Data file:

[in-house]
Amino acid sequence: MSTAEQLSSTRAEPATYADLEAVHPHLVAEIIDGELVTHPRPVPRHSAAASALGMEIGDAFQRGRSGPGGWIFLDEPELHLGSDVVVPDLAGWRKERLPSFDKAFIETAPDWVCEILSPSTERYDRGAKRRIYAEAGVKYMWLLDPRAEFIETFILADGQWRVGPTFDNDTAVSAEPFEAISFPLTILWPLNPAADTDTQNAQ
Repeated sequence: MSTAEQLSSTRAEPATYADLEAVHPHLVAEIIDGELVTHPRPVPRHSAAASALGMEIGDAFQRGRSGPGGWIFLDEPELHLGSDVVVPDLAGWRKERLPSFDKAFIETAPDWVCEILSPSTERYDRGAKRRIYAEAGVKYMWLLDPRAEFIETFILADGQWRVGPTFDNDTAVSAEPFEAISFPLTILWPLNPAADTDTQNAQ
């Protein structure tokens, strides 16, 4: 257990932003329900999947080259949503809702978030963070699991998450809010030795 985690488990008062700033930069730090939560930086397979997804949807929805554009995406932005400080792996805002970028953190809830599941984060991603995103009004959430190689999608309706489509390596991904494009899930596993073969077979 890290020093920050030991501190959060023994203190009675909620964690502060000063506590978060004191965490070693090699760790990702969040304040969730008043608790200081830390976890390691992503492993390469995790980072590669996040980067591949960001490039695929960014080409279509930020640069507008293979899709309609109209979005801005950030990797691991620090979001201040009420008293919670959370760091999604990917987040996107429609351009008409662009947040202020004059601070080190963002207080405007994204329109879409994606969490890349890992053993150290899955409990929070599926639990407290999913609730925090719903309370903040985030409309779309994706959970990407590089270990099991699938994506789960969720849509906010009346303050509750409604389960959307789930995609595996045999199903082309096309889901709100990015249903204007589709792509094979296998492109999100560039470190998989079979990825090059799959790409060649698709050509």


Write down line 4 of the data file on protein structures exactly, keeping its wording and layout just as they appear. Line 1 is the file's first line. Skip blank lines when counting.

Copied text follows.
């Protein structure tokens, strides 16, 4: 257990932003329900999947080259949503809702978030963070699991998450809010030795 985690488990008062700033930069730090939560930086397979997804949807929805554009995406932005400080792996805002970028953190809830599941984060991603995103009004959430190689999608309706489509390596991904494009899930596993073969077979 890290020093920050030991501190959060023994203190009675909620964690502060000063506590978060004191965490070693090699760790990702969040304040969730008043608790200081830390976890390691992503492993390469995790980072590669996040980067591949960001490039695929960014080409279509930020640069507008293979899709309609109209979005801005950030990797691991620090979001201040009420008293919670959370760091999604990917987040996107429609351009008409662009947040202020004059601070080190963002207080405007994204329109879409994606969490890349890992053993150290899955409990929070599926639990407290999913609730925090719903309370903040985030409309779309994706959970990407590089270990099991699938994506789960969720849509906010009346303050509750409604389960959307789930995609595996045999199903082309096309889901709100990015249903204007589709792509094979296998492109999100560039470190998989079979990825090059799959790409060649698709050509």